2022: Regent University's Institute of Music & Worship concert.
2022 Institute of Music & Worship Concert

“We want to produce graduates with market-driven degrees who can change the world,” Spell says. “Curiously, music education has remained largely unchanged over the past 75 years or so. The classical method we use to teach piano and voice hasn’t changed in over a hundred years. In many ways, we’re going to have to rewrite the book on how music education is approached.”

The composer, conductor, orchestrator, musical director, and worship pastor points out that high school and college students are producing today’s music “using methods and modalities that didn’t even exist 15 years ago.” They’re composing on digital, audio workstations using tablets, laptops, and even smartphones while they sit in coffee shops and cafes wearing earbuds and sipping lattes.

“The Regent University Institute of Music & Worship will become the preeminent destination for music and worship education to impact society for generations to come,” Robertson insists. “Our vision is to create the most innovative and influential music program in the world, and we’re going to do it!”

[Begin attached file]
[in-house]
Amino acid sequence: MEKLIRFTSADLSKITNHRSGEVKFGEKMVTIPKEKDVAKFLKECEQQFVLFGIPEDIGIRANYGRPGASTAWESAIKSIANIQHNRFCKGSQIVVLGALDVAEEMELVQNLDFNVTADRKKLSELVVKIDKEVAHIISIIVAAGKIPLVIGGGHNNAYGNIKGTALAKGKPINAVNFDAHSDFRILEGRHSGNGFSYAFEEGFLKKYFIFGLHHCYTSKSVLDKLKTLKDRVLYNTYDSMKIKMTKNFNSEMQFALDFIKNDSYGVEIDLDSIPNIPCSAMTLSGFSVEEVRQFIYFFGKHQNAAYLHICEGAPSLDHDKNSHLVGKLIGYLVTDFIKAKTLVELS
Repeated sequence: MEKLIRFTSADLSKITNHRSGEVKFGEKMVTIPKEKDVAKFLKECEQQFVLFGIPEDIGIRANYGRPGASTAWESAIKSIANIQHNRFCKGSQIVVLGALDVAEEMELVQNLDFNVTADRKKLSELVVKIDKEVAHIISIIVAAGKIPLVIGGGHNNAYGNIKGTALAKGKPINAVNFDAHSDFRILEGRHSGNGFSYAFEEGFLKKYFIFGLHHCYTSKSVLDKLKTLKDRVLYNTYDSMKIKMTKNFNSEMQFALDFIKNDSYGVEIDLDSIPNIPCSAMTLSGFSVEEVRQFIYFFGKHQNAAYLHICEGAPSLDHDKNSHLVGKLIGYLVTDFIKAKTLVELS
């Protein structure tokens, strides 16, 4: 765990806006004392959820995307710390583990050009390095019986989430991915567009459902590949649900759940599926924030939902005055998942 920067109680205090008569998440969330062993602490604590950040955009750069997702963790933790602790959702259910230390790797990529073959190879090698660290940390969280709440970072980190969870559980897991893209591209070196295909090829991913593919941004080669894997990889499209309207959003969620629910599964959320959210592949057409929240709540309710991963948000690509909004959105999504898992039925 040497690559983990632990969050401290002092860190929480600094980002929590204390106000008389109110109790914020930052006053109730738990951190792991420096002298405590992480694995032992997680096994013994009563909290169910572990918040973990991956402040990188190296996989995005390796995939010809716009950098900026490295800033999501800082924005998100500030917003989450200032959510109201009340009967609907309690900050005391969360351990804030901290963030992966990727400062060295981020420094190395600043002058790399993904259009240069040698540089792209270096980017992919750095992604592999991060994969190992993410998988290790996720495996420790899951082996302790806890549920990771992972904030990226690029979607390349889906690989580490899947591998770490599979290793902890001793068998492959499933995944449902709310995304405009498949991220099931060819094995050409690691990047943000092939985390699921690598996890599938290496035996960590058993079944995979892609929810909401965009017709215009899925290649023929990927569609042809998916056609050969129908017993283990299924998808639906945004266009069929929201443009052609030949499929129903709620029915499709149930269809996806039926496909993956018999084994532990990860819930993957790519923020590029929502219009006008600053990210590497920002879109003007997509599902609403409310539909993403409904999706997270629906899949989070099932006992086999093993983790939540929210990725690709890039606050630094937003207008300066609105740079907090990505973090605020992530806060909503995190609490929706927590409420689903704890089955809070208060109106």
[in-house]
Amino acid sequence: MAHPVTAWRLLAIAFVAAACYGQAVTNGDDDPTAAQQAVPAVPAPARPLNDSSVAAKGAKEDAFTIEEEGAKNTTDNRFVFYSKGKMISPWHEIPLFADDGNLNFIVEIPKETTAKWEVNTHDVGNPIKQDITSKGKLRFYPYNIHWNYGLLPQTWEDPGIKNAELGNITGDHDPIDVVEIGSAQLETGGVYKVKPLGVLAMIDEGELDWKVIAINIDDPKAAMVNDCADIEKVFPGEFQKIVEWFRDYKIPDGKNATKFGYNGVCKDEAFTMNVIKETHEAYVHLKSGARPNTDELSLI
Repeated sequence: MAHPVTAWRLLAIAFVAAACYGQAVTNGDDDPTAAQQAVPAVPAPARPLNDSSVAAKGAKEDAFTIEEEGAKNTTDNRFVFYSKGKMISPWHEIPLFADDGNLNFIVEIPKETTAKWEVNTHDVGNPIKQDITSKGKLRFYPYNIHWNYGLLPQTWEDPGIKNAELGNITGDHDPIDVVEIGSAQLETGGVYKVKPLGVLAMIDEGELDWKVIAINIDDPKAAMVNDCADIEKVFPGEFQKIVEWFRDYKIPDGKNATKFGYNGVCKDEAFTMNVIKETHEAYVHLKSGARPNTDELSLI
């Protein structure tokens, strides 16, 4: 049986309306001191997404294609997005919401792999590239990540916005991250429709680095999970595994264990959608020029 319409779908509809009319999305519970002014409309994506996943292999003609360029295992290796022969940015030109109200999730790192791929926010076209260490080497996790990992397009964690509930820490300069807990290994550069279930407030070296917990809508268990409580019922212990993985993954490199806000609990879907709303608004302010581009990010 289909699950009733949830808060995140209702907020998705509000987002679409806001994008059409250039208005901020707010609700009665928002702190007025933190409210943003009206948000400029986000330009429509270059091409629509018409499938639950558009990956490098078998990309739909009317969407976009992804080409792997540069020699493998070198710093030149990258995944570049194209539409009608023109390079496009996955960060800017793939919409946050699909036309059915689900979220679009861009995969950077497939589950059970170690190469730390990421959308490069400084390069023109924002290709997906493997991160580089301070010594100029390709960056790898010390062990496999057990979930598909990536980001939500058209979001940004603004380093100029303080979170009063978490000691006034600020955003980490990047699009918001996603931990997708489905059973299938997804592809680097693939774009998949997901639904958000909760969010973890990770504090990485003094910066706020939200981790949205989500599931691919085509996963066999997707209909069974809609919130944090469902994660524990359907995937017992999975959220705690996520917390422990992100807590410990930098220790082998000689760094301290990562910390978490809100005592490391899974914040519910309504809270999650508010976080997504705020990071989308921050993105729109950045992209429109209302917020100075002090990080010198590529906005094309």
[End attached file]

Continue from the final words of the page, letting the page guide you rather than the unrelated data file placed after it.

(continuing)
The global Church faces a rapidly growing need for proficient musicians and worship artists who can inspire crowds and congregations around the world. At the Institute of Music & Worship, Spell and others will teach students to develop their God-given talent to become skilled musicians, worship leaders, composers, recording artists, and multimedia technicians for a broad range of careers.

“I love Beethoven, Bach and Chopin, and there are tons to learn from them,” Spell admits. “But there are tons of other stuff as well. So, we want to build a robust, multifaceted, contemporary, forward-looking music school producing graduates ready to step out of the classroom and start working professionally as musicians and music educators and really impact the world.”